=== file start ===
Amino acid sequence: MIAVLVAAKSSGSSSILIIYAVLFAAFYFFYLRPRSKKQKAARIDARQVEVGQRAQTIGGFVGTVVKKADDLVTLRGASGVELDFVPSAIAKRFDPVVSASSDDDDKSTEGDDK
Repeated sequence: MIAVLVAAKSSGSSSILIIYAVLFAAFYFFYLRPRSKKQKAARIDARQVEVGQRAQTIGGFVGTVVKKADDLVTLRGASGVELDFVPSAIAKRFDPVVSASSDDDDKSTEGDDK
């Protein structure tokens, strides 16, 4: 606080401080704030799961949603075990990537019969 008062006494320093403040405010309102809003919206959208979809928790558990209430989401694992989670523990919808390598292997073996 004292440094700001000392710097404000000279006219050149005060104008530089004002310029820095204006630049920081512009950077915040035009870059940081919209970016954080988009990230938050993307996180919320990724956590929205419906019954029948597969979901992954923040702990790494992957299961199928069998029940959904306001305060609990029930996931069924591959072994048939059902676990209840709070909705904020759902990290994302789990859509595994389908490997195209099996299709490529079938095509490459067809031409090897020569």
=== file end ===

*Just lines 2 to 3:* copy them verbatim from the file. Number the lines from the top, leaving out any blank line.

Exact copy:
Repeated sequence: MIAVLVAAKSSGSSSILIIYAVLFAAFYFFYLRPRSKKQKAARIDARQVEVGQRAQTIGGFVGTVVKKADDLVTLRGASGVELDFVPSAIAKRFDPVVSASSDDDDKSTEGDDK
């Protein structure tokens, strides 16, 4: 606080401080704030799961949603075990990537019969 008062006494320093403040405010309102809003919206959208979809928790558990209430989401694992989670523990919808390598292997073996 004292440094700001000392710097404000000279006219050149005060104008530089004002310029820095204006630049920081512009950077915040035009870059940081919209970016954080988009990230938050993307996180919320990724956590929205419906019954029948597969979901992954923040702990790494992957299961199928069998029940959904306001305060609990029930996931069924591959072994048939059902676990209840709070909705904020759902990290994302789990859509595994389908490997195209099996299709490529079938095509490459067809031409090897020569």